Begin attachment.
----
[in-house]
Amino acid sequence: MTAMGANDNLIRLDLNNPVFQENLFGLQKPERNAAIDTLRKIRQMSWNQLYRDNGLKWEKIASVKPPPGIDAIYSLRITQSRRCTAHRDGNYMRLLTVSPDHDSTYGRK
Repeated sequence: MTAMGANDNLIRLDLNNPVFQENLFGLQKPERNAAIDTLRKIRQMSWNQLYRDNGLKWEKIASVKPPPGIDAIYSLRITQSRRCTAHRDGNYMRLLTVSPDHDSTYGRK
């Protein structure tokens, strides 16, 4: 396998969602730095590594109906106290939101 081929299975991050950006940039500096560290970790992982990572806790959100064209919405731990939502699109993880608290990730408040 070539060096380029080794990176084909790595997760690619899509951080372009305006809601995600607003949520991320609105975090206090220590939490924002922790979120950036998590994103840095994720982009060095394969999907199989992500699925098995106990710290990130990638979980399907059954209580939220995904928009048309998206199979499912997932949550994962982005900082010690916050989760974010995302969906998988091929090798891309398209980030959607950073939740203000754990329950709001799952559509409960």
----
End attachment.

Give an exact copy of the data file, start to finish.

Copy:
[in-house]
Amino acid sequence: MTAMGANDNLIRLDLNNPVFQENLFGLQKPERNAAIDTLRKIRQMSWNQLYRDNGLKWEKIASVKPPPGIDAIYSLRITQSRRCTAHRDGNYMRLLTVSPDHDSTYGRK
Repeated sequence: MTAMGANDNLIRLDLNNPVFQENLFGLQKPERNAAIDTLRKIRQMSWNQLYRDNGLKWEKIASVKPPPGIDAIYSLRITQSRRCTAHRDGNYMRLLTVSPDHDSTYGRK
């Protein structure tokens, strides 16, 4: 396998969602730095590594109906106290939101 081929299975991050950006940039500096560290970790992982990572806790959100064209919405731990939502699109993880608290990730408040 070539060096380029080794990176084909790595997760690619899509951080372009305006809601995600607003949520991320609105975090206090220590939490924002922790979120950036998590994103840095994720982009060095394969999907199989992500699925098995106990710290990130990638979980399907059954209580939220995904928009048309998206199979499912997932949550994962982005900082010690916050989760974010995302969906998988091929090798891309398209980030959607950073939740203000754990329950709001799952559509409960």